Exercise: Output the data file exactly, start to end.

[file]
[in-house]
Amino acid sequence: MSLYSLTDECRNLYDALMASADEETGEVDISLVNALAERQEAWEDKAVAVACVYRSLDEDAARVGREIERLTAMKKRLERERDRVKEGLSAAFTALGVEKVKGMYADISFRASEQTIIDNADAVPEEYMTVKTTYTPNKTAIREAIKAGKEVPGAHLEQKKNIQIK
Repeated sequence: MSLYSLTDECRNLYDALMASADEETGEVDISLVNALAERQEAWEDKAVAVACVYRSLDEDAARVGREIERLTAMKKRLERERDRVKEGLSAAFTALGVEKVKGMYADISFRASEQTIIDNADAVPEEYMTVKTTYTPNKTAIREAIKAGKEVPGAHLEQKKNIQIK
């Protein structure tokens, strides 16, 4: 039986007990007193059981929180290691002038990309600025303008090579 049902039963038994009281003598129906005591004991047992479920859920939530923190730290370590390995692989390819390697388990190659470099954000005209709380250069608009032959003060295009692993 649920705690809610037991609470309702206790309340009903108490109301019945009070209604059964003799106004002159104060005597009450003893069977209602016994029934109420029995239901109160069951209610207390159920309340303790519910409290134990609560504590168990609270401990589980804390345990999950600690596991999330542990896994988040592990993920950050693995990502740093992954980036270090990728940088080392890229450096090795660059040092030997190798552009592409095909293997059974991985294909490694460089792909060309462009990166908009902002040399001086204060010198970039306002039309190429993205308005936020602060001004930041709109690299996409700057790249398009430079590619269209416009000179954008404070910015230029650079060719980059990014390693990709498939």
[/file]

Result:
[in-house]
Amino acid sequence: MSLYSLTDECRNLYDALMASADEETGEVDISLVNALAERQEAWEDKAVAVACVYRSLDEDAARVGREIERLTAMKKRLERERDRVKEGLSAAFTALGVEKVKGMYADISFRASEQTIIDNADAVPEEYMTVKTTYTPNKTAIREAIKAGKEVPGAHLEQKKNIQIK
Repeated sequence: MSLYSLTDECRNLYDALMASADEETGEVDISLVNALAERQEAWEDKAVAVACVYRSLDEDAARVGREIERLTAMKKRLERERDRVKEGLSAAFTALGVEKVKGMYADISFRASEQTIIDNADAVPEEYMTVKTTYTPNKTAIREAIKAGKEVPGAHLEQKKNIQIK
């Protein structure tokens, strides 16, 4: 039986007990007193059981929180290691002038990309600025303008090579 049902039963038994009281003598129906005591004991047992479920859920939530923190730290370590390995692989390819390697388990190659470099954000005209709380250069608009032959003060295009692993 649920705690809610037991609470309702206790309340009903108490109301019945009070209604059964003799106004002159104060005597009450003893069977209602016994029934109420029995239901109160069951209610207390159920309340303790519910409290134990609560504590168990609270401990589980804390345990999950600690596991999330542990896994988040592990993920950050693995990502740093992954980036270090990728940088080392890229450096090795660059040092030997190798552009592409095909293997059974991985294909490694460089792909060309462009990166908009902002040399001086204060010198970039306002039309190429993205308005936020602060001004930041709109690299996409700057790249398009430079590619269209416009000179954008404070910015230029650079060719980059990014390693990709498939």